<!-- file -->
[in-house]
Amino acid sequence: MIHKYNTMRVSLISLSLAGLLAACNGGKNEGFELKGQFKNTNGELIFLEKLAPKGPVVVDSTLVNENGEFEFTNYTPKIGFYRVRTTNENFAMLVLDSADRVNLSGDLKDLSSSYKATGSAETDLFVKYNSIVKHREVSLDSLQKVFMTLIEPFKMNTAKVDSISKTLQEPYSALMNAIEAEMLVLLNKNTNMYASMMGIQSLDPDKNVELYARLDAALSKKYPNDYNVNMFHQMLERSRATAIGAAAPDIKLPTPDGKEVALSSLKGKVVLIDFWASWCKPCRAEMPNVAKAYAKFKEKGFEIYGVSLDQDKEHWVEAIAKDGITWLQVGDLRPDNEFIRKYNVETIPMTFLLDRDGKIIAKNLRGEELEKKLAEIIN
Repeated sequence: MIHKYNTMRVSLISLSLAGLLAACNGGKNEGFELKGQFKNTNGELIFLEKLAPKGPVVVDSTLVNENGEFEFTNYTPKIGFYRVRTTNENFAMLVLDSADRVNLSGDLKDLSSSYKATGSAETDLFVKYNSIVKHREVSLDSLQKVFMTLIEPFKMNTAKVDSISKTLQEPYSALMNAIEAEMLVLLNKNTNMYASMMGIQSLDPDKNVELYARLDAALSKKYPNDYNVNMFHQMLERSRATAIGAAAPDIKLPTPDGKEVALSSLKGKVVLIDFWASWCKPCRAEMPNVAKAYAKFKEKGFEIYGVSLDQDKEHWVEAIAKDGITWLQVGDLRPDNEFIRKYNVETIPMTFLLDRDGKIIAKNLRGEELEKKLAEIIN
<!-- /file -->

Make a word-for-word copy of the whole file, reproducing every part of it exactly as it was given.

[in-house]
Amino acid sequence: MIHKYNTMRVSLISLSLAGLLAACNGGKNEGFELKGQFKNTNGELIFLEKLAPKGPVVVDSTLVNENGEFEFTNYTPKIGFYRVRTTNENFAMLVLDSADRVNLSGDLKDLSSSYKATGSAETDLFVKYNSIVKHREVSLDSLQKVFMTLIEPFKMNTAKVDSISKTLQEPYSALMNAIEAEMLVLLNKNTNMYASMMGIQSLDPDKNVELYARLDAALSKKYPNDYNVNMFHQMLERSRATAIGAAAPDIKLPTPDGKEVALSSLKGKVVLIDFWASWCKPCRAEMPNVAKAYAKFKEKGFEIYGVSLDQDKEHWVEAIAKDGITWLQVGDLRPDNEFIRKYNVETIPMTFLLDRDGKIIAKNLRGEELEKKLAEIIN
Repeated sequence: MIHKYNTMRVSLISLSLAGLLAACNGGKNEGFELKGQFKNTNGELIFLEKLAPKGPVVVDSTLVNENGEFEFTNYTPKIGFYRVRTTNENFAMLVLDSADRVNLSGDLKDLSSSYKATGSAETDLFVKYNSIVKHREVSLDSLQKVFMTLIEPFKMNTAKVDSISKTLQEPYSALMNAIEAEMLVLLNKNTNMYASMMGIQSLDPDKNVELYARLDAALSKKYPNDYNVNMFHQMLERSRATAIGAAAPDIKLPTPDGKEVALSSLKGKVVLIDFWASWCKPCRAEMPNVAKAYAKFKEKGFEIYGVSLDQDKEHWVEAIAKDGITWLQVGDLRPDNEFIRKYNVETIPMTFLLDRDGKIIAKNLRGEELEKKLAEIIN